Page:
Quadriga Fintech Solutions, a Vancouver, British Columbia-based company that operates an online cryptocurrency exchange platform (the "QCX Platform"), filed for protection under the CCAA on February 5, owing over $260.0MM to certain of its users. The QCX Platform was launched in December 2013 and is used to facilitate the purchase and sale of cryptocurrencies for the company's 363,000 registered users. A user who wants to transfer bitcoin or other cryptocurrency requires a wallet. A wallet has an address to each user and is comparable to a piggybank that is located on a user's phone or computer. Wallets are described as either hot or cold. A hot wallet is located on a server and is used for transactions that require a quicker turnaround. A cold wallet or cold storage is located offline and is a safe space to secure coins. Any coins credited to a user on the platform were stored by Quadriga, either in a hot or cold wallet. Only a minimal amount of coins were kept on the server in a hot wallet. The normal procedure was to move the coins to a cold storage as a way to protect the coins from hacking or other virtual theft. The company cites several factors for its financial difficulties and current liquidity crisis. First, the company notes that it was never able to obtain a corporate bank account because the banks did not want to deal with it because of the cryptocurrency business. The company therefore had to use personal bank accounts and third party payment processors. In January 2018, CIBC froze an account that held approximately $25.7MM being held on Quidriga's behalf. The funds were paid into court and eventually released, but Quadriga has been unable to find a banking institution to accept the bank drafts. More recently, in December 2018, Gerry Cotten, Quadriga's founder and sole officer and director, passed away unexpectedly at the age of 30 while in India. Gerry ran the business through his laptop, which is encrypted and password protected. To date, and despite many expert attempts, no one has been been able to hack into the computer. Of critical concern is that an estimated $180.0MM of coins which Gerry moved to cold storage will essentially be lost, as Gerry alone held the security keys for the location of the cold wallets. The decision to enter bankruptcy protection was made to allow the company breathing room to investigate whatever stores of cryptocurrency may be available and negotiate the bank drafts available to the company. The proceedings will also stay any potential legal actions that users may have commenced had they been unable to access their funds. The company is also exploring the potential sale of its operating platform, which may have significant value and could lead to value being realized for the benefit of the company's creditors. EY was appointed monitor. Counsel is Stikeman Elliot for the monitor and Stewart McKelvey for the company. Several firms are vying for the role of representative counsel for the platform's users.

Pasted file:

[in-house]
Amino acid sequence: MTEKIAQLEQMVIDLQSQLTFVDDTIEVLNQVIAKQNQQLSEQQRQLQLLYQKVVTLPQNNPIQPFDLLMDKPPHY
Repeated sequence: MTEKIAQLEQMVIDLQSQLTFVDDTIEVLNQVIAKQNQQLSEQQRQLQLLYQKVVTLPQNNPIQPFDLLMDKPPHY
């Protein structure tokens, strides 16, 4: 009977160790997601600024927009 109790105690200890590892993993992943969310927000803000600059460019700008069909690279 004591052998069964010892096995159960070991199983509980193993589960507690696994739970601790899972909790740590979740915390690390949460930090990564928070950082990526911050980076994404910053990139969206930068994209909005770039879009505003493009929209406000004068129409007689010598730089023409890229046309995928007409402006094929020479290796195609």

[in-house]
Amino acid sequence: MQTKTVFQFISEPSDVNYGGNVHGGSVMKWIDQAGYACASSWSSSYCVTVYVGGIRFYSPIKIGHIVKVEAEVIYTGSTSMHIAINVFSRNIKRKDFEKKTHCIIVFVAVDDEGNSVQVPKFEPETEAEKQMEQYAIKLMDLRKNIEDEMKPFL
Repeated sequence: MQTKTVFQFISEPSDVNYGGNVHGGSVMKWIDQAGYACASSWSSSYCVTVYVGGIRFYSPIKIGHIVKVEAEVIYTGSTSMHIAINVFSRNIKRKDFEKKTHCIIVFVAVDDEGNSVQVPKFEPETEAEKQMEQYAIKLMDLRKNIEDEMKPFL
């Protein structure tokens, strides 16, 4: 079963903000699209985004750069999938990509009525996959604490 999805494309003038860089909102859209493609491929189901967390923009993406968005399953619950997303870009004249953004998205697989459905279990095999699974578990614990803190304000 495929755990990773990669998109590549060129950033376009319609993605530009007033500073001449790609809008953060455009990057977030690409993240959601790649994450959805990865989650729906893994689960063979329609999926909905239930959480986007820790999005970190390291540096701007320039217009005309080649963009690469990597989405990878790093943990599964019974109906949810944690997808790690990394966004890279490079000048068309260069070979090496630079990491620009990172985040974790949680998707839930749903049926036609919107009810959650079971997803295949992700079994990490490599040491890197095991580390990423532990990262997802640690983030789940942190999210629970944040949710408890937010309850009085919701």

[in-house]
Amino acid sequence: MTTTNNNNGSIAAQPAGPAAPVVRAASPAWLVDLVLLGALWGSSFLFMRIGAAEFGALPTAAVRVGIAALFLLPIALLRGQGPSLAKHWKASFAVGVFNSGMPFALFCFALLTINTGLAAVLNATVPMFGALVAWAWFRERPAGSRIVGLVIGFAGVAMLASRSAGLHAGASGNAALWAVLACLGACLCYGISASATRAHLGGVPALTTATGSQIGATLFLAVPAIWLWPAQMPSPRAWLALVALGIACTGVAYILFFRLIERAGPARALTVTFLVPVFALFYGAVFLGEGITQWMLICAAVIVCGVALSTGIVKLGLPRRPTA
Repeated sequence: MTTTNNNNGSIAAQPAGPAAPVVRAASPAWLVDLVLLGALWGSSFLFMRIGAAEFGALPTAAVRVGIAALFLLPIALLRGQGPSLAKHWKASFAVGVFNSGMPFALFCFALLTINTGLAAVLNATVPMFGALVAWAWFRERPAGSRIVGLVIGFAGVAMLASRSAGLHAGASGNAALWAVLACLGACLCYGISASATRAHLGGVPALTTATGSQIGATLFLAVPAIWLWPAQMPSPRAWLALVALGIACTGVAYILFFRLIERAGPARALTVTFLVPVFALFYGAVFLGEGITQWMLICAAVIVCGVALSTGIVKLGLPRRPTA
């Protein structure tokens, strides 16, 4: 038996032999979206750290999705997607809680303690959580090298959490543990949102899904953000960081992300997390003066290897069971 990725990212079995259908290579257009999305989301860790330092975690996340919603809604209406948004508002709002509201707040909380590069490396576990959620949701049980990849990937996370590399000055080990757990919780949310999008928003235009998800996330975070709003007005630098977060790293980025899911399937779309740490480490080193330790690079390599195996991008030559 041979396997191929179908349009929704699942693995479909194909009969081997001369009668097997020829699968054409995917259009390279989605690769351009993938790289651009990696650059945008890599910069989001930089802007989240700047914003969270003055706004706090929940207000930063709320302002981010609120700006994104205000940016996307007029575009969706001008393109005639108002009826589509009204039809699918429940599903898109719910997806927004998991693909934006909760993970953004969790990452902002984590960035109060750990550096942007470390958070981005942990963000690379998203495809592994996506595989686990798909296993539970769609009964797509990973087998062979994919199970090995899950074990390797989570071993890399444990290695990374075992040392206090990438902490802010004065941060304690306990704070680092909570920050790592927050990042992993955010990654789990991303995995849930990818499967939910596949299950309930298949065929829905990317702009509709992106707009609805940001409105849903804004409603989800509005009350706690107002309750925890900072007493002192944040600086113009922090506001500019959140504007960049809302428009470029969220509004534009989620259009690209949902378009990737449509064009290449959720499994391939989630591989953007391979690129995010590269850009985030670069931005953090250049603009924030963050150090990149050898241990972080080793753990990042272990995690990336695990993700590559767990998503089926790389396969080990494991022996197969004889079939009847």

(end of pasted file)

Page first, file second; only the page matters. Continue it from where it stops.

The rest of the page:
Resource Capital Gold and three of its subsidiaries, Flex Mining and Exploration, Maritime Dufferin Gold, and Maritime Gold, filed NOIs on January 28. The Vancouver, British Columbia-based group is an emerging precious metals developer and producer with a number of late stage exploration and development gold assets in Nova Scotia. After commencing operations at its Dufferin property in 2018, the group ran out of funding to continue operations. During the NOI process, the group intends to complete a sales and investor solicitation process. PwC is the proposal trustee. Counsel is DLA Piper for the secured creditor, Sprott Resource Lending, and Clark Wilson for the debtors.